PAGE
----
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The Fielder Effect On Fister & Porcello

Last week’s Prince Fielder signing changed the fantasy landscape in many ways, most notably by making Miguel Cabrera the favorite to go first overall in drafts giving his impending third base eligibility. No one expects the Cabrera-at-third experiment to work — he was a -11 defender (by DRS) at the hot corner the last time he played the position regularly, which was five years and about 50 lbs. ago — but all he has to do is get those five starts in to gain eligibility and make fantasy owners happy. Some of his pitchers can’t be all that enthused, on the other hand.

Justin Verlander and Max Scherzer will have less of a problem with the shaky infield defense as strikeout/fly ball pitchers, but Doug Fister and Rick Porcello aren’t so lucky. Those two are old school pitch-to-contact types who rely on ground balls, particularly Porcello…

2011 Career
K% BB% GB% K% BB% GB%
Fister 16.7% 4.2% 47.5% 14.9% 4.5% 46.5%
Porcello 13.3% 5.9% 51.4% 12.6% 6.2% 51.9%

Fister’s reputation as a ground ball guy is greater than the reality (the Jon Garland special!), but he still relies on his infield defense more than most. The info at Baseball Heat Maps suggests that neither pitcher has an extreme directional split on ground balls, meaning they’re no more likely to give up a ground ball to the left side than they are the right. Grounders towards the middle of the diamond are far more common for both pitchers, actually.

Fister’s career BABIP on ground balls is .215, which was certainly helped out by the Mariners’ stellar defense during his 2+ years there. Porcello’s career BABIP is ground balls is .243, which is a much more reasonable approximation of what we can expect going forward for these two. That’s still a little light though, since they’re replacing a strong defender in Brandon Inge with a crummy one in Cabrera. Going from a .215 BABIP to just say a .245 BABIP on ground balls will result in additional 10-15 hits allowed by Fister next year, assuming a similar workload and ground ball rate to 2011. Maybe he’ll get lucky with the timing, but those extra hits will inevitably contribute to runs crossing the plate.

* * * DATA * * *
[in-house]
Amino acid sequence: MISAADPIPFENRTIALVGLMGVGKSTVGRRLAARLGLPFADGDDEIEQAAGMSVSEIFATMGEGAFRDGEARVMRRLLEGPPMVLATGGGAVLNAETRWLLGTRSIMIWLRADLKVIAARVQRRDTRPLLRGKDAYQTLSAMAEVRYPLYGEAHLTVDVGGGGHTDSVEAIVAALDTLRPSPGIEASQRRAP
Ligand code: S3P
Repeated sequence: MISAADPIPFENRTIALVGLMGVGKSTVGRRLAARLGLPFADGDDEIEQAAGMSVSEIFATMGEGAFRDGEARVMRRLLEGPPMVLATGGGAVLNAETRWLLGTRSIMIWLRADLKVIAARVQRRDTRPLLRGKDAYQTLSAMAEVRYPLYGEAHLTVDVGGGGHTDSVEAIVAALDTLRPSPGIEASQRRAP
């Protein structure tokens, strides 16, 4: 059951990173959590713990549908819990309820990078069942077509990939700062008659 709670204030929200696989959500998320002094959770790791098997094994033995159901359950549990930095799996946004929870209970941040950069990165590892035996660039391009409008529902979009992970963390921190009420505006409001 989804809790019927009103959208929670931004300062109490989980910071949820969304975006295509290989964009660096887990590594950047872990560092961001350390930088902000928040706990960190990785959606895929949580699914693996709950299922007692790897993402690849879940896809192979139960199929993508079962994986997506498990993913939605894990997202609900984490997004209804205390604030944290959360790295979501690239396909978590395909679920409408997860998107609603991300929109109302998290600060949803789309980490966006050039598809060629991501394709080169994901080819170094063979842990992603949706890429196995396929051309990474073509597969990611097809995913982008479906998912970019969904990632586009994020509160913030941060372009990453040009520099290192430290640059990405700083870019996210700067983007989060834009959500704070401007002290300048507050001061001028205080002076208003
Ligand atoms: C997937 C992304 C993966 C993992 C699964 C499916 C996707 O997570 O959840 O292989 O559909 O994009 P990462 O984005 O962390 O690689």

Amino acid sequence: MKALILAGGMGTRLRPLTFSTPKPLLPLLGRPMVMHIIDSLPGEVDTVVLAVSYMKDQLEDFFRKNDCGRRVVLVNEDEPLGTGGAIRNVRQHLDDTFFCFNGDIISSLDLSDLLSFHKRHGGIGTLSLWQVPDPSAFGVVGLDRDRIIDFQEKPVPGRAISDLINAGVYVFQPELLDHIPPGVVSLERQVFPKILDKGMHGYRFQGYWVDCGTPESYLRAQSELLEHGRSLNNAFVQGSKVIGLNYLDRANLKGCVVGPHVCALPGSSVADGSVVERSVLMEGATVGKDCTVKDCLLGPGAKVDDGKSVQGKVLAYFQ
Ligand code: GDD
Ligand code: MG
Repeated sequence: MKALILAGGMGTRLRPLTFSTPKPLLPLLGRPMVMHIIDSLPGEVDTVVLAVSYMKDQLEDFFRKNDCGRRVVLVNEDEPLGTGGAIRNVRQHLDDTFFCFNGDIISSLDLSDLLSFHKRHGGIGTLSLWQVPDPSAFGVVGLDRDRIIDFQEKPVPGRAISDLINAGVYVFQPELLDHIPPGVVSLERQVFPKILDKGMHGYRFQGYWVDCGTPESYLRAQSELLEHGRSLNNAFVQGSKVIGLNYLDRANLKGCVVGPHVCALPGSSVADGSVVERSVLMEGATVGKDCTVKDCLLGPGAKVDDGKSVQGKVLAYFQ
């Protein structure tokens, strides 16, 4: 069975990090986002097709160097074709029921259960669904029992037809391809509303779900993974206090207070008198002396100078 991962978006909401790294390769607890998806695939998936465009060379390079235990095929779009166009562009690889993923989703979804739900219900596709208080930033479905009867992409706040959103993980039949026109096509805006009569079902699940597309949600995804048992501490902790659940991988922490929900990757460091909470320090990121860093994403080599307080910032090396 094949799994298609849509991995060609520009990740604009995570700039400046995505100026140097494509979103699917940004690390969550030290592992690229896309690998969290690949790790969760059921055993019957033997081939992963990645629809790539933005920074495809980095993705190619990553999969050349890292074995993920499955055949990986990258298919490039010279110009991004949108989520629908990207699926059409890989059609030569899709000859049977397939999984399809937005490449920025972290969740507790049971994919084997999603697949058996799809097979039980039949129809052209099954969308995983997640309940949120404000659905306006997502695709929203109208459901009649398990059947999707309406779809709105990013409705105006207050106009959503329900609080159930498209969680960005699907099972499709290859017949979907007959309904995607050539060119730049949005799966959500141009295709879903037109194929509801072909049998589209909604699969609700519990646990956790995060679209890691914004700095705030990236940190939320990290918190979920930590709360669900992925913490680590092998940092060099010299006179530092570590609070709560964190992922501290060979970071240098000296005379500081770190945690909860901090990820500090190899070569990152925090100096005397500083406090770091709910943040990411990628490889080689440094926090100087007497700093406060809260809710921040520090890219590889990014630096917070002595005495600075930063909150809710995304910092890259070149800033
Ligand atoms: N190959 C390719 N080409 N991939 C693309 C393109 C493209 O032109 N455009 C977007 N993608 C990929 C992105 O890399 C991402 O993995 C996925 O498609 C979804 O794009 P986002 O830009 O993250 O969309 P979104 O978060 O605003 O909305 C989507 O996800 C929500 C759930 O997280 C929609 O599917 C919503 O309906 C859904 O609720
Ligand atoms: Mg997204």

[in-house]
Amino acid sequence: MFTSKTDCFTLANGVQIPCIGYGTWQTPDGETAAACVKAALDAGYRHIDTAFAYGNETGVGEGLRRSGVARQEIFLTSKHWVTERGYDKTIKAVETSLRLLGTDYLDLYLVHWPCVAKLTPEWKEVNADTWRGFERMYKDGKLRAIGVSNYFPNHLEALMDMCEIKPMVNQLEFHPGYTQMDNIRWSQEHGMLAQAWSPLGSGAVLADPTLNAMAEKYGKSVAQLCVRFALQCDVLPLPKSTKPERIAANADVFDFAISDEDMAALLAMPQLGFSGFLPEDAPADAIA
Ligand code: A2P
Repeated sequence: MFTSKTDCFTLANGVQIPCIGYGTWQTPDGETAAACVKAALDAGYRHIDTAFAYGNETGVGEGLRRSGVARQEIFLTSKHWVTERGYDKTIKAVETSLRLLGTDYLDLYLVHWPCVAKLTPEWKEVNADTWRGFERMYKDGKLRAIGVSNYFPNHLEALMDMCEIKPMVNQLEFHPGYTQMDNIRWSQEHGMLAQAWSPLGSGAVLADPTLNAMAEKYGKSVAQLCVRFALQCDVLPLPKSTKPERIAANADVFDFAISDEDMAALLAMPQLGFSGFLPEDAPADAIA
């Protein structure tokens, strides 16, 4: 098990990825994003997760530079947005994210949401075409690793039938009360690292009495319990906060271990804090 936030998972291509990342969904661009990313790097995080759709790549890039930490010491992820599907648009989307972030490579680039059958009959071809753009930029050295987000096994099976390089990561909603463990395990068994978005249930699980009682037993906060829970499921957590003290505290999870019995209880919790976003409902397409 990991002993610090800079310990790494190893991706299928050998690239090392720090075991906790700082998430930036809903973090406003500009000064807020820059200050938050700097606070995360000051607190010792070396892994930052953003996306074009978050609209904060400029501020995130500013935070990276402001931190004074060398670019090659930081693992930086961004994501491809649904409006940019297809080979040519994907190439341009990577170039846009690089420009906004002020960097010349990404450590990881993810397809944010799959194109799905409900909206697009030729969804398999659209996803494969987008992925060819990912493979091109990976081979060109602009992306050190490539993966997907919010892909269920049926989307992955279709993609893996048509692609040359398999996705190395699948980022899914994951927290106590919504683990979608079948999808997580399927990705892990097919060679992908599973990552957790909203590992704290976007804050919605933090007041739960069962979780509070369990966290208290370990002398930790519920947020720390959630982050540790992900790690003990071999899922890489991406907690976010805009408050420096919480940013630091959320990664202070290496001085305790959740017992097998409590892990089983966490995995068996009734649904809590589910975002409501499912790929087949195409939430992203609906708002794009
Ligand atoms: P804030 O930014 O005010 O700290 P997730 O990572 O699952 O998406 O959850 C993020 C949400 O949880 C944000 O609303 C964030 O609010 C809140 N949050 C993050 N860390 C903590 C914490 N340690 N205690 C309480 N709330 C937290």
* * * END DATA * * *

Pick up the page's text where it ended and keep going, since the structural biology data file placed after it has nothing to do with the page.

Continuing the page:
Remember, it’s not just Miggy at third that’s the problem, it’s the entire infield defense in general, regardless of who’s playing second. Fielder is a below-average defender, as is Jhonny Peralta (his 9.9 UZR in 2011 was based on his ability to avoid errors, an outlier compared to the rest of his career), so right away they’re using subpar glovemen at three of the four infield spots. Perhaps the Tigers will employ a third base platoon, with Cabrera at the hot corner when Verlander and Scherzer are on the mound (fewer ground balls) and Inge at third for Fister and Porcello. Jim Leyland’s a smart guy, but it would surprise me.

I think Fister is destined to be overvalued on draft/auction day anyway given his stellar finish after the trade, but I think most FanGraphers realize that his 1.79 ERA and 1.8% walk rate with the Tigers is pretty unsustainable. Six of his ten starts with Detroit came against the Athletics, Twins, and fading Indians, which is as favorable as schedules get. There will be many more ground balls sneaking through the infield in Detroit this summer compared to the last few years, particularly if they run Cabrera out to third for more than a few weeks. Fister and Porcello will take the biggest hit, so expect to see a higher WHIP and ERA out of both guys in 2011. As far as ottoneu leagues go, every extra hit that gets through the infield will cost you 2.3 points, which in Fister’s case could mean as much as 35+ points.